After four years of leading USSOCOM through the Iraq War and War in Afghanistan, President George W. Bush nominated Rear Admiral Eric T. Olson to succeed Brown as the commander of U.S. Special Operations Command on May 11, 2007. Brown and Olson had served at the USSOCOM headquarters in Tampa together for four years, and Olson had been the deputy commander since 2003. The change of command ceremony took place on July 9, 2007, at the Tampa Convention Center. It was presided over by Secretary of Defense Robert Gates. During the ceremony, Gates said, "He came to this post four years ago determined to improve the way special operators fight. He has done just that". At the time of the change of command ceremony, Brown was the longest serving commander in U.S. Special Operations Command history with 1,406 days in office. Over the course of his military career, Brown amassed a total of 4,400 hours of flight time in fixed and rotary-winged aircraft.
His military education included the Field Artillery Officer Advance Course, U.S. Army Command and General Staff College and the United States Army War College. At the Army War College in 1992, a then-Lieutenant Colonel Brown co-wrote a military studies program with future United States Northern Command commander, Victor E. Renuart, Jr., in a paper titled Combat Search and Rescue: A Search for Tomorrow. In it, Brown was highly critical of the United States Air Force, saying, "The U.S. Air Force is the proponent agency for search and rescue, but chose not to deploy any forces to Desert Storm". Brown graduated from the Harvard Executive Education Program's National and International Security Managers Course. He received a bachelor's degree in history from Cameron University, as well as a master's degree in business from Webster University.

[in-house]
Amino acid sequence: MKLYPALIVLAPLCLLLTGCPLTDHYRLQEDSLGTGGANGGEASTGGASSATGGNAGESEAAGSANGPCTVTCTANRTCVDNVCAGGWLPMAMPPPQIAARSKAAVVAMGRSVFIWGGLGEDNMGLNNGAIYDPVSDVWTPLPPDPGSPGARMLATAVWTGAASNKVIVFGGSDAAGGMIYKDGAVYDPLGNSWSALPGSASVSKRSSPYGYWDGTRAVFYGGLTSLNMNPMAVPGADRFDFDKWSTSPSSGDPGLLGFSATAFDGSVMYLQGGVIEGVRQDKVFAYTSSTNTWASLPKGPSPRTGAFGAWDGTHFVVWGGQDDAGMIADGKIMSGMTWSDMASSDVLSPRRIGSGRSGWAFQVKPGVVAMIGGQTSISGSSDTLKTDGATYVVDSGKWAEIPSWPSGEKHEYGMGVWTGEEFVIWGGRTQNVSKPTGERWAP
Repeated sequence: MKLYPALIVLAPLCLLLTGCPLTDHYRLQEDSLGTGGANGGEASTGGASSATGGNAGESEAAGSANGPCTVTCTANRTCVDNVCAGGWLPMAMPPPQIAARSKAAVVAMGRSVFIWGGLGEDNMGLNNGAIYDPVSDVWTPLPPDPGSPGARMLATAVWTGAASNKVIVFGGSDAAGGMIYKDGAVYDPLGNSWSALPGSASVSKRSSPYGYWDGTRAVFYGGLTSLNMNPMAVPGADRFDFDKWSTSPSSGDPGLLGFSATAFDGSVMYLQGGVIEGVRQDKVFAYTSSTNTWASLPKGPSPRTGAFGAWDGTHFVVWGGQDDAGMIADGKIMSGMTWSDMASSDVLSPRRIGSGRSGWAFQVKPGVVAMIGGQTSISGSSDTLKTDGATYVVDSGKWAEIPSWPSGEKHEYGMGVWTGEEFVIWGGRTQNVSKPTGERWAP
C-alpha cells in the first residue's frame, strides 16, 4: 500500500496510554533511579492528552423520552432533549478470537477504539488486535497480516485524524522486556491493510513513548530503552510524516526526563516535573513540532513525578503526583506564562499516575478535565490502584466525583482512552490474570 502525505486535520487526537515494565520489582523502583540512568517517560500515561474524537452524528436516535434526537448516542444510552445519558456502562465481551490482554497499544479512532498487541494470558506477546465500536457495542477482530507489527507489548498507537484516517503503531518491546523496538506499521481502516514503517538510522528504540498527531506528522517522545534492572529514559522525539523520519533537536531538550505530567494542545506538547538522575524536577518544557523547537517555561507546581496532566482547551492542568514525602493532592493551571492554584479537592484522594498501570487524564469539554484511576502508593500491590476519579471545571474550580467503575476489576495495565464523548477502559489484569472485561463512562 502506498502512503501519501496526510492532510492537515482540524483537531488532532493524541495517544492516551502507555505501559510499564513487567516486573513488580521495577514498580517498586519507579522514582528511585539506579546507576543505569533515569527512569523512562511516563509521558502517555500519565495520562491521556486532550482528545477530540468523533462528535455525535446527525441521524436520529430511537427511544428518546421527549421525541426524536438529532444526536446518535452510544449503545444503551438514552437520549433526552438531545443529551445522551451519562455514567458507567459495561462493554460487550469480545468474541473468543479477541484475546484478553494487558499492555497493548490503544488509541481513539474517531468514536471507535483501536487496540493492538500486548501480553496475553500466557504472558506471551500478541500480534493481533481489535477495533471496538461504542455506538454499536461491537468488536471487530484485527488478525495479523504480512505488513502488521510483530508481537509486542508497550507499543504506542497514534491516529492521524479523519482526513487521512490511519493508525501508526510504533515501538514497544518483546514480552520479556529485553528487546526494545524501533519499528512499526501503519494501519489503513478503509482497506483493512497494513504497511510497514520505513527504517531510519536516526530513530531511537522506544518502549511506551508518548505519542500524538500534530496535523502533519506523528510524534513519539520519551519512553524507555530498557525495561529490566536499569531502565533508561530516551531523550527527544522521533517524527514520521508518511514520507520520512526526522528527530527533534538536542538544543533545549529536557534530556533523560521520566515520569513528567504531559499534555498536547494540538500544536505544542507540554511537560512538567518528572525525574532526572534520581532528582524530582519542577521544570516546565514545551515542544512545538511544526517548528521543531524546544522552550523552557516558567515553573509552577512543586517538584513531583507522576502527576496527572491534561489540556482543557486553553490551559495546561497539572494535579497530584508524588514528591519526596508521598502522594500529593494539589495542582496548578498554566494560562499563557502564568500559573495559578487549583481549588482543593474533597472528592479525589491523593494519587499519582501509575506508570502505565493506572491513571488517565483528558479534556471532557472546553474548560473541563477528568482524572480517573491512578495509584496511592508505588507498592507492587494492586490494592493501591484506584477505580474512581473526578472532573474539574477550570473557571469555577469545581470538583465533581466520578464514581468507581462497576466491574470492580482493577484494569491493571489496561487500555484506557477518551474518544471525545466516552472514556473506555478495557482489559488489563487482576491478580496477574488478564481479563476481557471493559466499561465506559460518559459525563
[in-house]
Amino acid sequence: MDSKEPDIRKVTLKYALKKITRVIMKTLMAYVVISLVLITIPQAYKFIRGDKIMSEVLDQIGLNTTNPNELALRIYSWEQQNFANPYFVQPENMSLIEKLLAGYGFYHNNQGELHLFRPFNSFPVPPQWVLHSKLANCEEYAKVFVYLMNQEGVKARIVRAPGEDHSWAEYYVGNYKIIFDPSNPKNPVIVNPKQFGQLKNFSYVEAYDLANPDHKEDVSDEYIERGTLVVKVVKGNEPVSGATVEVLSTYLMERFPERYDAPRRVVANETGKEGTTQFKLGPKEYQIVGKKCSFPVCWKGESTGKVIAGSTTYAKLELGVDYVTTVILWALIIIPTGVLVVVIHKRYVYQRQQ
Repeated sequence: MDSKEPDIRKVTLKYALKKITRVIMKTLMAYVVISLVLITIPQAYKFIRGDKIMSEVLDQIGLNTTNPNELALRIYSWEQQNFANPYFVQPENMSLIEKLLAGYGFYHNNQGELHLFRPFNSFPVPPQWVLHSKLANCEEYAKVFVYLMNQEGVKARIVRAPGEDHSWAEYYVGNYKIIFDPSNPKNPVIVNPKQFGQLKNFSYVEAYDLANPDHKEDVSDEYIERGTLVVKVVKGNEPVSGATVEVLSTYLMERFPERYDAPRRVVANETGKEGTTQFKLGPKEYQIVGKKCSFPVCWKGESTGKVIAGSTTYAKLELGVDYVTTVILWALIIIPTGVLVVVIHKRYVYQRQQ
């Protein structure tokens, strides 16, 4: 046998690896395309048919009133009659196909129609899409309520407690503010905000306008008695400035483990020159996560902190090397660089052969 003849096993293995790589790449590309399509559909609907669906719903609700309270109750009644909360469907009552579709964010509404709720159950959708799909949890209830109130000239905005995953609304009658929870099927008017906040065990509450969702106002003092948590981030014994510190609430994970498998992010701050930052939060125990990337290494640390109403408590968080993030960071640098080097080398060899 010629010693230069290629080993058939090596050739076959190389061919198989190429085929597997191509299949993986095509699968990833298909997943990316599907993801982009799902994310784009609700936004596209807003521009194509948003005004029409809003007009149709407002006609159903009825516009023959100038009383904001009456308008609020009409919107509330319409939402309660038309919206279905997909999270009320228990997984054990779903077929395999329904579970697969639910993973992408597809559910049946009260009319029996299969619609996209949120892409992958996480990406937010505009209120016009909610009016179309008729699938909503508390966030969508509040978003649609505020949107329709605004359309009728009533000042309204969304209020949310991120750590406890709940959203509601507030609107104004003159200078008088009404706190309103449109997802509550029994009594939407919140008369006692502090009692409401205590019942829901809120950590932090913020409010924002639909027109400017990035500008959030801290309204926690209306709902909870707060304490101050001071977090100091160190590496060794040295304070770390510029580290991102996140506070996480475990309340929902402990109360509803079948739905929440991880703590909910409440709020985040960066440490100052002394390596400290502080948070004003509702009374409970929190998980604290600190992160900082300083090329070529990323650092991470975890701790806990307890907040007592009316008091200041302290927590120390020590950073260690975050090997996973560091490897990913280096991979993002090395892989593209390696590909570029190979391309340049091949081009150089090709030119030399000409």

In November 2007, shortly after Brown retired from the Army, he joined the board of directors for Aurora Flight Sciences, which specializes in the scientific and military applications of robotic aircraft and aerospace vehicles. Brown is the president and founder of his own consultation firm, Tier 4 Consulting. He served from 2007 till 2018 on the Board of the Special Operations Warrior Foundation, a four star rated charity supporting education for the children of fallen Special Operators , serving the last five years as the chairman.
Awards and honors
General Brown was awarded the following military awards and decorations:
Shortly after his retirement, Brown was named "Patriot of the Year" for 2007 by the Congressional Medal of Honor Society, and he also received the Ellis Island Medal of Honor. The following year, he was inducted into the Army Aviation Hall of Fame. The Association of Special Operations Professionals named Brown "Man of the Year" in 2011. In 2012, the 160th SOAR compound at Fort Campbell was renamed the "Gen. Bryan "Doug" Brown Compound" in his honor.
|2010||The Tillman Story||Himself||The documentary shows footage of Brown's testimony before the Committee on Oversight and Government Reform in 2007.|
Works by Brown